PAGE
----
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My Reaction To The MLB Sign Stealing Scandal? Meh.

Boston Red Sox manager Alex Cora speaks during a news conference at Fenway Park in Boston, Sept. 30, 2019. (Michael Dwyer/AP)
Boston Red Sox manager Alex Cora speaks during a news conference at Fenway Park in Boston, Sept. 30, 2019. (Michael Dwyer/AP)

In every sport, athletes and their coaches look for an advantage. This is especially true at the elite level, where even a small edge can make a difference.

This is not to suggest that knowing what pitch is coming next is a small advantage. It’s a big one. It’s difficult to hit a Major League curveball, but it’s more difficult if you have to worry that the pitch won’t be a curveball, but a fastball or a slider.

What distinguishes what the Astros did when Alex Cora was with them and what the Red Sox apparently did after he joined them is the use of electronics.

The attempt to steal another team’s signs isn’t new. Bench players have been doing it since catchers first began showing pitchers their twitching fingers and pitchers began docilely accepting the suggestions or telling the catchers to mind their own business… and since coaches began suggesting hitters should bunt by pulling on their earlobes and then brushing a hand twice across the chest, rather than by calling timeout, running down the third base line to the hitter, and whispering “bunt.”

Successful sign stealers have been prized members of lots of ball clubs.

The one certainty is that whether considered merely a mischievous stunt or a crime against the very soul of the nation, this scandal too will pass.

It’s no surprise that when instant replay and iPhones and tablets and trash cans became standard equipment in Major League clubhouses and dugouts that these devices…

Wait. Trash cans?

Yup. My own favorite feature in the sign-stealing scheme allegedly developed by now-former Sox manager Alex Cora had somebody telling the hitter which pitch to expect by banging on a trash can. I find this encouraging. It suggests that so far, no team has installed in the skulls of their players chips which would enable those players to receive news about the next pitch without the benefit of somebody banging on a trash can.

But it’s only a matter of time.

No good can come of Trash Can Gate for the Red Sox. The Houston Astros fired the manager and general manager who were in charge when Alex Cora was allegedly working his scheme there. That proved to be a tough precedent to buck, and the Red Sox front office dropped Cora on Tuesday night.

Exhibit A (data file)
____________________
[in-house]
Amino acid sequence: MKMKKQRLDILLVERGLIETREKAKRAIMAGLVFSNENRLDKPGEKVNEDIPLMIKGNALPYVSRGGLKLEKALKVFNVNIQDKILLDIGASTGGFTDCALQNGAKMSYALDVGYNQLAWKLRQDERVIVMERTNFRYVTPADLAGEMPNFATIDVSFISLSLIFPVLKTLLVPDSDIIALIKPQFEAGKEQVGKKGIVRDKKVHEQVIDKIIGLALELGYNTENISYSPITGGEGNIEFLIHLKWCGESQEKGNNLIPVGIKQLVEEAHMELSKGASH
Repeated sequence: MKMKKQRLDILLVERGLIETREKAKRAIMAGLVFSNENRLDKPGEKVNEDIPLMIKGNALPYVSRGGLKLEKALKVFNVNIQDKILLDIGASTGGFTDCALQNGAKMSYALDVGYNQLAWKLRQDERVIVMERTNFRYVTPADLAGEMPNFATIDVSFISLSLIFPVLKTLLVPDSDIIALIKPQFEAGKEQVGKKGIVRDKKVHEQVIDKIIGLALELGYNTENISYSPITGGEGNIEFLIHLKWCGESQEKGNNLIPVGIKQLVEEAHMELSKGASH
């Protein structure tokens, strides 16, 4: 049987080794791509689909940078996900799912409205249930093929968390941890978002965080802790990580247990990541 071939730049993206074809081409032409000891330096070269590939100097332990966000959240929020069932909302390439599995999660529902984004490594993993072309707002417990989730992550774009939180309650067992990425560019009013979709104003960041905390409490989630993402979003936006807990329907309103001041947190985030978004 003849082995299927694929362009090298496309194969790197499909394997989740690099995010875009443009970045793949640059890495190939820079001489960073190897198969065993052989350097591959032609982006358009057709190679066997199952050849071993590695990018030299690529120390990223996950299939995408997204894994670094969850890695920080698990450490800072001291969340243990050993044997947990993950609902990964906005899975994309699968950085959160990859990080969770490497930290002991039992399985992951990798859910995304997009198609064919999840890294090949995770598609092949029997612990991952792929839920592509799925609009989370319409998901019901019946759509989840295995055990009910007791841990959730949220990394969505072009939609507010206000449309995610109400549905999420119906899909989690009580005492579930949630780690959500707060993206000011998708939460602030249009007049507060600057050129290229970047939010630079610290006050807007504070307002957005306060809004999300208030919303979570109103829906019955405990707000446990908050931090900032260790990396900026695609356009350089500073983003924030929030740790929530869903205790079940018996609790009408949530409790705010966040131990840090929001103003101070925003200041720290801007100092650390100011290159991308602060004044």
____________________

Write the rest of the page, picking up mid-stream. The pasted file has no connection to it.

But should the institution of Major League Baseball be entirely dismayed? Perhaps not. If there had been no sign-stealing scandal, who’d be talking about baseball in January?

The Astros caper and the Alex Cora story have given baseball fans something to discuss at a time of year when the thunder and roar of the oncoming Super Bowl usually drown out everything having to do with our other games.

In this Sept. 29, 2014, file photo, Houston Astros general manager Jeff Luhnow, right, and A.J. Hinch pose after Hinch is introduced as the new manager of the baseball club in Houston. Hinch and Luhnow were fired Monday, Jan. 13, 2020, after being suspended for their roles in the team's extensive sign-stealing scheme from 2017. (Pat Sullivan/AP)
In this Sept. 29, 2014, file photo, Houston Astros general manager Jeff Luhnow, right, and A.J. Hinch pose after Hinch is introduced as the new manager of the baseball club in Houston. Hinch and Luhnow were fired Monday, Jan. 13, 2020, after being suspended for their roles in the team's extensive sign-stealing scheme from 2017. (Pat Sullivan/AP)

It’s probably an overstatement to suggest — regarding this infraction — that any publicity is good publicity, but talk of the current scandal is bound to remind fans of other tales of malfeasance great and small, ranging from corked bats that fell apart in the hands of hitters to pitches doctored with everything from pine tar to Vaseline. (Somewhere — probably in North Carolina — celebrated pitch-technician Gaylord Perry, 81, is smiling.) Talk of Pete Rose and other less notorious offenders will surface. Somebody will bring up the asterisk that never was attached to Roger Maris’s home run record and wonder whether a similar bit of imaginary decoration will hover over the Red Sox 2018 Championship.

The one certainty is that whether considered merely a mischievous stunt or a crime against the very soul of the nation, this scandal too will pass. In another few weeks, once the Super Bowl Express has disappeared down the track, it will be time to consider spring training. Some Boston fans will be talking about the damage done, and they will curse whatever discipline Major League Baseball imposes on their team. But more of them will be thinking in terms of recovery, and the happiest will simply be grateful that it’s almost time again to watch an outdoor game.

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